In this week’s Praxis Monday session, we talked about the art of documenting your work — more specifically, how to document your work in a way that hiring managers care about.
At Praxis, we talk a lot about the importance of documentation. If you don’t document it, no one knows it exists — and if people don’t know what you’re working on, they can’t be excited about those things. (By extension, those things can’t be reasons why they’d want to work with you.)
But just documenting your work isn’t enough. You have to talk about the things you’re working on in a way that other people care about, and you have to know which components of your work are most valuable to put out into the world.
In this week’s workshop, we answered the following question: when you’re talking about your work, what do hiring managers actually care about?
In short, hiring managers are looking for information about the people they might hire, or might work with in the future. Good documentation provides that information in a clear and concise way.
There are four levels (or tiers) of documentation:
Bad documentation, which makes people want to actively avoid working with you.
Mediocre documentation, which no one really cares about. It’s unimpressive and immemorable. People read it and move on.
Good documentation, which makes people curious to know more (and warrants the time to click through someone’s social media profile to learn more about them, or start a conversation).
Great documentation, which paints a picture of exactly what it would be like to work with you, and makes the reader want that experience for themselves.
So what types of things you do you need to be sharing to achieve that fourth tier, and paint an accurate picture of what it’s like to work with you?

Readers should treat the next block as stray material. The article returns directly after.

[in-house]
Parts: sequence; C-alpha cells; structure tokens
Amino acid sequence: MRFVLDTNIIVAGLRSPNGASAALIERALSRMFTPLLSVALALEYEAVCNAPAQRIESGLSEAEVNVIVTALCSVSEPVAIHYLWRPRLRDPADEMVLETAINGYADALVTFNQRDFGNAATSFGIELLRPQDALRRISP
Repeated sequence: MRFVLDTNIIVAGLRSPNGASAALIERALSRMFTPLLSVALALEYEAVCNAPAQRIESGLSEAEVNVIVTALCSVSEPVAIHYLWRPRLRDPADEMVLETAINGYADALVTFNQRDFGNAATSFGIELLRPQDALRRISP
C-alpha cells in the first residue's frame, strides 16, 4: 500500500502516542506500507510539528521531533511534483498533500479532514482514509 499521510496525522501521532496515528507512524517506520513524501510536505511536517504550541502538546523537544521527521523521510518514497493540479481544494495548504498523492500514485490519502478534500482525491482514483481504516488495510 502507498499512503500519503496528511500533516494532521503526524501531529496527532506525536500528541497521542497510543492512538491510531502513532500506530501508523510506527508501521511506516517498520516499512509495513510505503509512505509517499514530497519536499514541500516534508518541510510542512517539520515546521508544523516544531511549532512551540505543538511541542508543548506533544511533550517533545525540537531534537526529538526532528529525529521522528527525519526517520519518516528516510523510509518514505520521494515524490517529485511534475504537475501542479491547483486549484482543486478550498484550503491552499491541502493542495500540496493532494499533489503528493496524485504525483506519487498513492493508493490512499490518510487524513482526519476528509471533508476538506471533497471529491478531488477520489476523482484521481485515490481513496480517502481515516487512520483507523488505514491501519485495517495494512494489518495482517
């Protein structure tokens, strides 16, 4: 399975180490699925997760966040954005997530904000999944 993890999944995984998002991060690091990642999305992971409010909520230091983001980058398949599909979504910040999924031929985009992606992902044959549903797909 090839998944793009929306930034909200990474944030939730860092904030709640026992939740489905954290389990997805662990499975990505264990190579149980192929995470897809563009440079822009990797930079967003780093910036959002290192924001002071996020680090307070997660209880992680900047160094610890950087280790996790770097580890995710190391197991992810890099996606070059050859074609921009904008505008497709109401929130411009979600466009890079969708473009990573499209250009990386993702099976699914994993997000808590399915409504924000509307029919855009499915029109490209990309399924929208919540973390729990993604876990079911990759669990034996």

Here’s what hiring managers actually care about:
- specific metrics and numbers
- specific tools you use (software or otherwise)
- your hard skills, and what they look like in action
- the processes and systems you employ to get your work done
- measurable improvements in your systems (and results)
- how you analyze (and improve from) your results
Here’s what hiring managers don’t care about:
- vague statements
- how you feel about your work
- how you feel about your results
- how what’s going on outside of work impacts your performance
- how many hours you work (because you can do a small amount of work in a large amount of time. Hours aren’t actually a good indicator of how much you’re working)
Let’s put this in action.
Vague documentation: “This week I wrote a bunch of cold emails, and I saw a significant increase in responses after changing some of my copy.”
Clear documentation: “This week I wrote 20 cold emails a day. I experimented with more targeted opening remarks, and I got my response numbers up to 8% (as opposed to the normal 5%).”
The second example is specific. It tells you exactly what “a bunch,” means, exactly what “changing some copy” means, and exactly what type of results were obtained.
The first example leaves the reader with questions. The second example tells the reader exactly why what you’re doing is impressive, and how you’re growing.
Want to put this in action? Take the most recent thing you wrote on your personal blog or on Medium (and if you don’t have a blog, then your most recent professionally-relevant social media posts). Ask yourself — if you were a hiring manager, what questions would you still have about what this person is capable of doing?
Bonus point: how you’re using social media is important too!
Most people see the work you’re doing through your social media presence. What you’re sharing on social (especially Twitter and LinkedIn, the two most professionally-relevant platforms) is really important. How are you talking about the work you do? What specific examples of your work are you sharing?
If you want a fun exercise, take a look at the social media profiles linked below. Take 2-3 minutes to skim through them, and then make a list of your most important observations. How are these people talking about their work? What are they sharing? What’s their strategy for promoting their work online?